When you come to place a bet, your bookmaker of choice will offer you odds on the outcome of the event that you’re looking to bet on. In essence, these odds are a reflection of the likelihood of a particular outcome happening, though it is worth bearing in mind that there are numerous things that can affect the actual odds you’re offered.

In the UK, they are usually expressed as a fraction, such as 2/1, where the 1 is what you stake and the 2 is what you’ll be paid out for every stake unit placed. Here, we’ll explain odds as a concept in more detail.

## Why Do Odds Matter?

If you are relatively new to the world of betting, you might well wonder why it is that odds matter. After all, wouldn’t it be fairer to just get everyone to chuck in £10 and the person that bet on the winner gets to take home the pot? In reality, different outcomes have different likelihoods of happening, so odds are designed in order to reflect that as much as possible. Imagine watching a horse race in which one horse has never lost and another has never won. Would it be fair to have the same pot available for either of them winning?

Most people would say that it would not be fair, which is why odds come into play. The outsider, having never won a race before, will be considered a long-odds runner and the bookmaker will offer odds that reflect that. They might price the horse up at, say, 50/1. The horse that has won every race that it has taken part in, meanwhile, will have much lower odds as the bookmakers offer a price that more readily reflect the likelihood of it winning. It wouldn’t be right to simply put all the money into a pot without the ability of the horses taken into account.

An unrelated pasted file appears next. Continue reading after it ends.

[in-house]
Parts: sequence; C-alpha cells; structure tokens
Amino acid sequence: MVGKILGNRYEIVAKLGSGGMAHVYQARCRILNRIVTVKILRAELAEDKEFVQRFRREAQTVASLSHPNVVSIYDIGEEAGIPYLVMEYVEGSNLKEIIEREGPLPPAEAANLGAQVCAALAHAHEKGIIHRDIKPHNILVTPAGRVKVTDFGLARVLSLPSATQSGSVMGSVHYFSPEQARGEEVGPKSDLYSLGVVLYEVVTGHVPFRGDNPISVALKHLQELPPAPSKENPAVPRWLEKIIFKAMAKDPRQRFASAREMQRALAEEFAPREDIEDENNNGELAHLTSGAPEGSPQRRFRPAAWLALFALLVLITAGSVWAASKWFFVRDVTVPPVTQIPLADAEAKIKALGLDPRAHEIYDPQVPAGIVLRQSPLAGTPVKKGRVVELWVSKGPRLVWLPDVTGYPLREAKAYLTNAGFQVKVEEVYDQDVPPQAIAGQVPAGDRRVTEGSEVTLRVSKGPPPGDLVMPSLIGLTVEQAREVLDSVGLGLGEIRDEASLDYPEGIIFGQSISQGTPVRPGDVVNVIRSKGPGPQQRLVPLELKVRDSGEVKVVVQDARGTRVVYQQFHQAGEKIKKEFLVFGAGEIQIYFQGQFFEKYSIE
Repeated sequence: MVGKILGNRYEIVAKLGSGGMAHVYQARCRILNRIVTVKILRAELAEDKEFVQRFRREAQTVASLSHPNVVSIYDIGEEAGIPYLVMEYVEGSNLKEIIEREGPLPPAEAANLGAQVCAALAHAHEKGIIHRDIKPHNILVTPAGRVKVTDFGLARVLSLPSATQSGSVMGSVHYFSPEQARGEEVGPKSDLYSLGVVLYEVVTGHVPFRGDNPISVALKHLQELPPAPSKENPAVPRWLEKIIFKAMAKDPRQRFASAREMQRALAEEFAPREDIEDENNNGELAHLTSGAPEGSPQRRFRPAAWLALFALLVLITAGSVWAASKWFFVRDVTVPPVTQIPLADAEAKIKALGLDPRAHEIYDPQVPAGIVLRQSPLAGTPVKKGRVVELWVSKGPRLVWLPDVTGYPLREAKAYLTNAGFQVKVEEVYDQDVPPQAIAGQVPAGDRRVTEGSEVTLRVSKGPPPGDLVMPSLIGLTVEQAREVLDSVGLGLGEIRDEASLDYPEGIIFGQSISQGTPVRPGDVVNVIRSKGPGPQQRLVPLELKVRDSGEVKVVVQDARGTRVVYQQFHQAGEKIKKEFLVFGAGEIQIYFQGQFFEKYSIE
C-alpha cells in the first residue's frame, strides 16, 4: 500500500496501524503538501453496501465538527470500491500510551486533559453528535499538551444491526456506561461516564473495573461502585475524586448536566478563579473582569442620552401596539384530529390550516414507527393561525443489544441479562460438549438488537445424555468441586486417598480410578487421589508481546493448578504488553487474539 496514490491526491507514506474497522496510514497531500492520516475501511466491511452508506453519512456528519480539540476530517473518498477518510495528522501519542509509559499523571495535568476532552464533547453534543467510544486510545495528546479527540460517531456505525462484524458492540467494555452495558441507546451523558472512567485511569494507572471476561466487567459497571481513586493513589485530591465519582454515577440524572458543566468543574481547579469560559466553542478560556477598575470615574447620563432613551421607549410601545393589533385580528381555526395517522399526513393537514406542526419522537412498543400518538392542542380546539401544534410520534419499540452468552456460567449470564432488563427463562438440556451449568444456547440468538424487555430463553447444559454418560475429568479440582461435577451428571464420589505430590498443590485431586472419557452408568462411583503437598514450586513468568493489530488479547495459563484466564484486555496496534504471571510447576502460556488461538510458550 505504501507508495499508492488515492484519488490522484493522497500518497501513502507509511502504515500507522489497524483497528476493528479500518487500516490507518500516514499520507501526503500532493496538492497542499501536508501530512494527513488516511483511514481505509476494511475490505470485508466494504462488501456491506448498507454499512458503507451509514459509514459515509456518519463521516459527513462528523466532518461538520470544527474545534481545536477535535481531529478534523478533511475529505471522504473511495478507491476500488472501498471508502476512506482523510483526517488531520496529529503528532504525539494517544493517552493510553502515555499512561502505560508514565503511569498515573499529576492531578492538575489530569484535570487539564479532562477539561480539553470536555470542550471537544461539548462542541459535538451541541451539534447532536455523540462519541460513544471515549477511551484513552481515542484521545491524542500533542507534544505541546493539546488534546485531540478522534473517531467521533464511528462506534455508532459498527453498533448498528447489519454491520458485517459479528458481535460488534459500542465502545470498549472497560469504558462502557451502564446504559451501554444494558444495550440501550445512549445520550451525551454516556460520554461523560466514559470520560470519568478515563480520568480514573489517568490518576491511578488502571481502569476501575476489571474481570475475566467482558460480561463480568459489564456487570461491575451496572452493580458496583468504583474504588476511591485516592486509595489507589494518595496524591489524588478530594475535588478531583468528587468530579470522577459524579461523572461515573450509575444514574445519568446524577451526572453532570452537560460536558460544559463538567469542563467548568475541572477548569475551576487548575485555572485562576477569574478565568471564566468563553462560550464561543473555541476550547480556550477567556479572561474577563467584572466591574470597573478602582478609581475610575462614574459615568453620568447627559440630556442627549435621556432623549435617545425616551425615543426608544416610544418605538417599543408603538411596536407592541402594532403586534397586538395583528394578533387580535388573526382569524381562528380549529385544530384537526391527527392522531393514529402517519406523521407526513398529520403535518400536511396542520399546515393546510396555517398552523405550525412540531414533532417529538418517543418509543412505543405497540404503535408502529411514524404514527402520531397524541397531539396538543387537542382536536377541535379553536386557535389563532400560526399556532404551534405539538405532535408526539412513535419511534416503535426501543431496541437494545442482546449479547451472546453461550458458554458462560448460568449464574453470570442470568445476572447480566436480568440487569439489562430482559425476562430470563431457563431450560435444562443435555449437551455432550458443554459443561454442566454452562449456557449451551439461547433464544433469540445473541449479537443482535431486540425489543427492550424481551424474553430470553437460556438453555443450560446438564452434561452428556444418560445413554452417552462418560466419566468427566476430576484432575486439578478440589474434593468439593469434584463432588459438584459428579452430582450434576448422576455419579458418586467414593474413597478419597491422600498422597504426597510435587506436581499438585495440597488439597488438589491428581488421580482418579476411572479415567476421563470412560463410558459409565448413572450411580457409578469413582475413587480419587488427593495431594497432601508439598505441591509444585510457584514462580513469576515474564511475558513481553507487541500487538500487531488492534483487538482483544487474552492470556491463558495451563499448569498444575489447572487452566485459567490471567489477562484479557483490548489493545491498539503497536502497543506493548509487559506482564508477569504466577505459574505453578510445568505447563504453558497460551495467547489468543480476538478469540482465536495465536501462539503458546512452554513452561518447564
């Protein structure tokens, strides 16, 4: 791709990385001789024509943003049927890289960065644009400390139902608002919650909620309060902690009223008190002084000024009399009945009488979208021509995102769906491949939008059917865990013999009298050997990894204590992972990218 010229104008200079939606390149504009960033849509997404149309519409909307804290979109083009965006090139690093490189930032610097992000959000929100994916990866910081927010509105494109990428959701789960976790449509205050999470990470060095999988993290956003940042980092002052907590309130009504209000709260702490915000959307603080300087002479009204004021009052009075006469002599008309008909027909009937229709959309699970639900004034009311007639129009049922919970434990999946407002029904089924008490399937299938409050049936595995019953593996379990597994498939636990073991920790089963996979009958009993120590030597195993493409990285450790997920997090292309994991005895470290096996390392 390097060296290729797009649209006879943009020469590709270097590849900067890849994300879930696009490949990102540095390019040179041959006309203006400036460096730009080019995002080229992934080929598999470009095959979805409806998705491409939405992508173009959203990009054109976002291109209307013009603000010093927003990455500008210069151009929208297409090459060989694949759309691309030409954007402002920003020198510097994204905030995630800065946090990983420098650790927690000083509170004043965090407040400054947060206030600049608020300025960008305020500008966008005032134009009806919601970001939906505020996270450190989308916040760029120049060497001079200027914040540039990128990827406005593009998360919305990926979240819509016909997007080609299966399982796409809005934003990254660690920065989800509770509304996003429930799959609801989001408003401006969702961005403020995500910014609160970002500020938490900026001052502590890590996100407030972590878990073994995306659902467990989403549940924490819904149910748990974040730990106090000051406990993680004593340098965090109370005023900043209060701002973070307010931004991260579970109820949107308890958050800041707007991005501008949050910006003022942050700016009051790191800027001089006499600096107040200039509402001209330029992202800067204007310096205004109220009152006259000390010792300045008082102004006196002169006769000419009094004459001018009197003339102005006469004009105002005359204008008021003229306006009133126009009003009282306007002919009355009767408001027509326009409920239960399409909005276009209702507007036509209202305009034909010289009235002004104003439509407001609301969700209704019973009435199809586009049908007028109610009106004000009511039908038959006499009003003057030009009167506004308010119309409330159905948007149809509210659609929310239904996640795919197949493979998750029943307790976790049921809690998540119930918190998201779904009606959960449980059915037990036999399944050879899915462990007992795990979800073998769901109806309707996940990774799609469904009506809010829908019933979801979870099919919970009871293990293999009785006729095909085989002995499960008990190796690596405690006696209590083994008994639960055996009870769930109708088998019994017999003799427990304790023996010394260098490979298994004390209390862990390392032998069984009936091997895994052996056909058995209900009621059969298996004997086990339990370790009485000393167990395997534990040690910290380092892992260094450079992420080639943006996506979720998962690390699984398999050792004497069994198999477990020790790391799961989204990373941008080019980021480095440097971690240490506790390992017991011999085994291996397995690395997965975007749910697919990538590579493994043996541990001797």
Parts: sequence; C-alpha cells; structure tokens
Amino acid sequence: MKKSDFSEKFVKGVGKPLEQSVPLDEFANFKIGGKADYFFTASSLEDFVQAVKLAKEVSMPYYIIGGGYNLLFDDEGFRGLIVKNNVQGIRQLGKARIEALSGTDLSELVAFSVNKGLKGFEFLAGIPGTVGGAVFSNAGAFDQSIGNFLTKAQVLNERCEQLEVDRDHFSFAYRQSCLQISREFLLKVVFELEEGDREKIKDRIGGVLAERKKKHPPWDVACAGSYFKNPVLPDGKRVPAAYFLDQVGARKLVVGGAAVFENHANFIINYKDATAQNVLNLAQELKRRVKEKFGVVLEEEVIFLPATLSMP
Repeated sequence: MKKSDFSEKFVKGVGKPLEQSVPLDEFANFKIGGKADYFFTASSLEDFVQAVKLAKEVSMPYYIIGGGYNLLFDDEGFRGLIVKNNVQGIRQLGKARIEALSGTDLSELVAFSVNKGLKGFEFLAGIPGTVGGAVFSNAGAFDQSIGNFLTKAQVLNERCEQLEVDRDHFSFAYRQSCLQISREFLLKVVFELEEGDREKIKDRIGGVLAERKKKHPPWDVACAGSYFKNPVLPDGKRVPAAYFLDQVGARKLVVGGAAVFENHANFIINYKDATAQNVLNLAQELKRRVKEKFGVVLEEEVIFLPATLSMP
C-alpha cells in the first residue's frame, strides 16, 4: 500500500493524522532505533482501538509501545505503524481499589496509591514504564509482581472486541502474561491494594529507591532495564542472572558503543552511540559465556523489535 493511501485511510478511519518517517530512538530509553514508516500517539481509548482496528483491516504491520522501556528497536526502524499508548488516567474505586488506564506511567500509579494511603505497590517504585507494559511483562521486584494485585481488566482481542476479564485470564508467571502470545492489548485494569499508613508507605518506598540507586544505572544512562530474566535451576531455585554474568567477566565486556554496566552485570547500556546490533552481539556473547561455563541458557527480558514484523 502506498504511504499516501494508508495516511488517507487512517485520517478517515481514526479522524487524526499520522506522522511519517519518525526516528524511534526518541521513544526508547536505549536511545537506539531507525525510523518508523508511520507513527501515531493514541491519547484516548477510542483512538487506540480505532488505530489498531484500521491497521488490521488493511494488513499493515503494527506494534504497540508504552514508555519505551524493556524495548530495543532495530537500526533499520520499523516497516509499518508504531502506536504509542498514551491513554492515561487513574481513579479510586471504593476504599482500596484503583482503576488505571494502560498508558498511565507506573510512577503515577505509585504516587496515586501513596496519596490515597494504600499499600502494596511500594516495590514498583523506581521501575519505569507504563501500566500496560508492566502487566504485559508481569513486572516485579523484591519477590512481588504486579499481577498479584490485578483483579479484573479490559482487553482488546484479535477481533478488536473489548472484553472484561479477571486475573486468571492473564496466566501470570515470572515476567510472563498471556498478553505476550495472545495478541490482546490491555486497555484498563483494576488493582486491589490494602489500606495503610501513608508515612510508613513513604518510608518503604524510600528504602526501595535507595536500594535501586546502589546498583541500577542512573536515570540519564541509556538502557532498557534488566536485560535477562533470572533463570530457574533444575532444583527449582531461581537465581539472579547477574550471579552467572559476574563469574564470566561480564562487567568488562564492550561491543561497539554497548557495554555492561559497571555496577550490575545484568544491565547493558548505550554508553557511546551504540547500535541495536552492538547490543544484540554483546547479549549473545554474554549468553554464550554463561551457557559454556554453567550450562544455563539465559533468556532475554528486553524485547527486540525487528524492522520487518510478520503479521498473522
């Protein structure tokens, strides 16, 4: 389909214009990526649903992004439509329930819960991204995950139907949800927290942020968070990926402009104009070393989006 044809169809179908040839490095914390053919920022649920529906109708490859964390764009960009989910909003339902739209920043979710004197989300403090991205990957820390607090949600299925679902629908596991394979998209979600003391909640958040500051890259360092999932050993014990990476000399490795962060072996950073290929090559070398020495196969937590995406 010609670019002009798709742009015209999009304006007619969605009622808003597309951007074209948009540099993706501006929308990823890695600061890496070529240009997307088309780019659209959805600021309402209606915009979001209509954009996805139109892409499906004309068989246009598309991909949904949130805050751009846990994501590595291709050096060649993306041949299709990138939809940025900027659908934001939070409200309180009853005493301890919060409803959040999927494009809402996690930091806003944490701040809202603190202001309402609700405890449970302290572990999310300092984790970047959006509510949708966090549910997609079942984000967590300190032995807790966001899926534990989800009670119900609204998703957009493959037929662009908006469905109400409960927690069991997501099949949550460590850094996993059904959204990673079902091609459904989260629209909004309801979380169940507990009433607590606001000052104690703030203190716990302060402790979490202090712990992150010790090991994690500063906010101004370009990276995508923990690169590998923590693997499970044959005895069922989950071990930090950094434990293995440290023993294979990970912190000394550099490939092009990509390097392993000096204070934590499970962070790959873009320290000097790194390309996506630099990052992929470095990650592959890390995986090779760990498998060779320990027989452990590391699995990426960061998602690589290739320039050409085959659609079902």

That doesn’t mean that the horse with the best odds will definitely win, of course. Nor does it mean that the horse that the bookmaker has given long odds to has no chance of victory. Instead, the odds are reflective of the likelihood of a given outcome, as opposed to being for a nailed on outcome. There are all sorts of things that can stop results panning out the way that you might expect, with horse racing being merely an example sport. Odds matter because they give you a sense of what might happen, but they aren’t the be-all-and-end-all.

## Do Odds Represent Probability?

The thing that you need to bear in mind when you’re looking at the odds that are on offer from a bookmaker is that they are not a true representative of the probability of any given outcome. There are all sorts of reasons why a bookie might offer certain odds, with one of the most important being that they have built their own margin into what is being offered. In order to understand this better, let’s look at a relatively simple action, such as the tossing of a coin, which should really be offered with Evens as the odds for either outcome.